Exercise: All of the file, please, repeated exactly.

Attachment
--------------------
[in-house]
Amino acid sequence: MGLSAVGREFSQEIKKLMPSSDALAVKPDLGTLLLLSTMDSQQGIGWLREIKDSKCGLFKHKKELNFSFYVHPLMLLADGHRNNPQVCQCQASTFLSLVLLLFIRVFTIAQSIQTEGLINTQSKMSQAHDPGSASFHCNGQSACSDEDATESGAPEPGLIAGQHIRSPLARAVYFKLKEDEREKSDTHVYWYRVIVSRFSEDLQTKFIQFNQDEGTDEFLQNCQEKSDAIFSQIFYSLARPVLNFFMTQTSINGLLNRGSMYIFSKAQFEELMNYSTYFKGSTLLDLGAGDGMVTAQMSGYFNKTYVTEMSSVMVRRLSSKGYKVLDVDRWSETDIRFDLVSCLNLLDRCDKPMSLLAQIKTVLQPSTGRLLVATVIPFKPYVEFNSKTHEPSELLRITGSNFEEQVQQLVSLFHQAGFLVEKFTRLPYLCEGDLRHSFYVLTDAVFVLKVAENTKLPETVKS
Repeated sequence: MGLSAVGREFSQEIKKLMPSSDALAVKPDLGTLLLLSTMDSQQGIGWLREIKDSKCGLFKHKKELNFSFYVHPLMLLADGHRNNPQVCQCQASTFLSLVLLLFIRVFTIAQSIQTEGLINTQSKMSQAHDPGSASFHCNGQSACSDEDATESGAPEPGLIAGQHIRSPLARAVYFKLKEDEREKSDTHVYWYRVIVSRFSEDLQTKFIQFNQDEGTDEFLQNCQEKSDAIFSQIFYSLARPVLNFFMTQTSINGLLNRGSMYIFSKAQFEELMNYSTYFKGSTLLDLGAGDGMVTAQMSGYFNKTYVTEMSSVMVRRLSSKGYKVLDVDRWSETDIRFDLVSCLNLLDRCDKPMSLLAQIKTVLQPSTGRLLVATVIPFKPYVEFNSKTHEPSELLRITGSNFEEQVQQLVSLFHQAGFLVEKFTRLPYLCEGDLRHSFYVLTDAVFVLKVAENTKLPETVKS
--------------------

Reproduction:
[in-house]
Amino acid sequence: MGLSAVGREFSQEIKKLMPSSDALAVKPDLGTLLLLSTMDSQQGIGWLREIKDSKCGLFKHKKELNFSFYVHPLMLLADGHRNNPQVCQCQASTFLSLVLLLFIRVFTIAQSIQTEGLINTQSKMSQAHDPGSASFHCNGQSACSDEDATESGAPEPGLIAGQHIRSPLARAVYFKLKEDEREKSDTHVYWYRVIVSRFSEDLQTKFIQFNQDEGTDEFLQNCQEKSDAIFSQIFYSLARPVLNFFMTQTSINGLLNRGSMYIFSKAQFEELMNYSTYFKGSTLLDLGAGDGMVTAQMSGYFNKTYVTEMSSVMVRRLSSKGYKVLDVDRWSETDIRFDLVSCLNLLDRCDKPMSLLAQIKTVLQPSTGRLLVATVIPFKPYVEFNSKTHEPSELLRITGSNFEEQVQQLVSLFHQAGFLVEKFTRLPYLCEGDLRHSFYVLTDAVFVLKVAENTKLPETVKS
Repeated sequence: MGLSAVGREFSQEIKKLMPSSDALAVKPDLGTLLLLSTMDSQQGIGWLREIKDSKCGLFKHKKELNFSFYVHPLMLLADGHRNNPQVCQCQASTFLSLVLLLFIRVFTIAQSIQTEGLINTQSKMSQAHDPGSASFHCNGQSACSDEDATESGAPEPGLIAGQHIRSPLARAVYFKLKEDEREKSDTHVYWYRVIVSRFSEDLQTKFIQFNQDEGTDEFLQNCQEKSDAIFSQIFYSLARPVLNFFMTQTSINGLLNRGSMYIFSKAQFEELMNYSTYFKGSTLLDLGAGDGMVTAQMSGYFNKTYVTEMSSVMVRRLSSKGYKVLDVDRWSETDIRFDLVSCLNLLDRCDKPMSLLAQIKTVLQPSTGRLLVATVIPFKPYVEFNSKTHEPSELLRITGSNFEEQVQQLVSLFHQAGFLVEKFTRLPYLCEGDLRHSFYVLTDAVFVLKVAENTKLPETVKS